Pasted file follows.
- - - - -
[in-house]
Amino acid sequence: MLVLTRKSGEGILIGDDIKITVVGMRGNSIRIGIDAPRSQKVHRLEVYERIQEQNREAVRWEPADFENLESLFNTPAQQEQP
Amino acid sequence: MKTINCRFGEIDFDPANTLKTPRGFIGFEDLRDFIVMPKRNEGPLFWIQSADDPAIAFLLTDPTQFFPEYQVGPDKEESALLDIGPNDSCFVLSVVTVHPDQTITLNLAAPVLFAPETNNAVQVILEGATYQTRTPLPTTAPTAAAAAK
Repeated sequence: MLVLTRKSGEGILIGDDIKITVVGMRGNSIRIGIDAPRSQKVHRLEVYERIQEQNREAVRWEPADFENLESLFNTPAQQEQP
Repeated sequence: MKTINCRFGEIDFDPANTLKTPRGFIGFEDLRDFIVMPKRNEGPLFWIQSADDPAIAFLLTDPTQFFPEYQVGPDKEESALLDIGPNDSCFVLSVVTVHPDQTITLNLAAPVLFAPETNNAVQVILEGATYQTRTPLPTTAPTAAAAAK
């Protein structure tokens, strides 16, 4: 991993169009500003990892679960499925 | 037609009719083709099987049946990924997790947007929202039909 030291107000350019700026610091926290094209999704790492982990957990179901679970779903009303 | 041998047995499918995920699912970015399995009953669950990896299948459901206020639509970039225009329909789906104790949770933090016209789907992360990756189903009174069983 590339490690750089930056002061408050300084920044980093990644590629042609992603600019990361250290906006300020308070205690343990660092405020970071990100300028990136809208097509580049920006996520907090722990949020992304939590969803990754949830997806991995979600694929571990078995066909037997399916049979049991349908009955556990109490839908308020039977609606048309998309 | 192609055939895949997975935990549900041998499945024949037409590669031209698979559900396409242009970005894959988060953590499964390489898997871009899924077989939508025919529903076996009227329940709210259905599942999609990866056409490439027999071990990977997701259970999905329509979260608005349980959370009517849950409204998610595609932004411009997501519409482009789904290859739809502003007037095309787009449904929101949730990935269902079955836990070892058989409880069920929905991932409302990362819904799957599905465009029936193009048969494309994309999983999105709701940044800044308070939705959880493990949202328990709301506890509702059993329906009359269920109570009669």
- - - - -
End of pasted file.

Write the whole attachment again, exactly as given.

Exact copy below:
[in-house]
Amino acid sequence: MLVLTRKSGEGILIGDDIKITVVGMRGNSIRIGIDAPRSQKVHRLEVYERIQEQNREAVRWEPADFENLESLFNTPAQQEQP
Amino acid sequence: MKTINCRFGEIDFDPANTLKTPRGFIGFEDLRDFIVMPKRNEGPLFWIQSADDPAIAFLLTDPTQFFPEYQVGPDKEESALLDIGPNDSCFVLSVVTVHPDQTITLNLAAPVLFAPETNNAVQVILEGATYQTRTPLPTTAPTAAAAAK
Repeated sequence: MLVLTRKSGEGILIGDDIKITVVGMRGNSIRIGIDAPRSQKVHRLEVYERIQEQNREAVRWEPADFENLESLFNTPAQQEQP
Repeated sequence: MKTINCRFGEIDFDPANTLKTPRGFIGFEDLRDFIVMPKRNEGPLFWIQSADDPAIAFLLTDPTQFFPEYQVGPDKEESALLDIGPNDSCFVLSVVTVHPDQTITLNLAAPVLFAPETNNAVQVILEGATYQTRTPLPTTAPTAAAAAK
């Protein structure tokens, strides 16, 4: 991993169009500003990892679960499925 | 037609009719083709099987049946990924997790947007929202039909 030291107000350019700026610091926290094209999704790492982990957990179901679970779903009303 | 041998047995499918995920699912970015399995009953669950990896299948459901206020639509970039225009329909789906104790949770933090016209789907992360990756189903009174069983 590339490690750089930056002061408050300084920044980093990644590629042609992603600019990361250290906006300020308070205690343990660092405020970071990100300028990136809208097509580049920006996520907090722990949020992304939590969803990754949830997806991995979600694929571990078995066909037997399916049979049991349908009955556990109490839908308020039977609606048309998309 | 192609055939895949997975935990549900041998499945024949037409590669031209698979559900396409242009970005894959988060953590499964390489898997871009899924077989939508025919529903076996009227329940709210259905599942999609990866056409490439027999071990990977997701259970999905329509979260608005349980959370009517849950409204998610595609932004411009997501519409482009789904290859739809502003007037095309787009449904929101949730990935269902079955836990070892058989409880069920929905991932409302990362819904799957599905465009029936193009048969494309994309999983999105709701940044800044308070939705959880493990949202328990709301506890509702059993329906009359269920109570009669």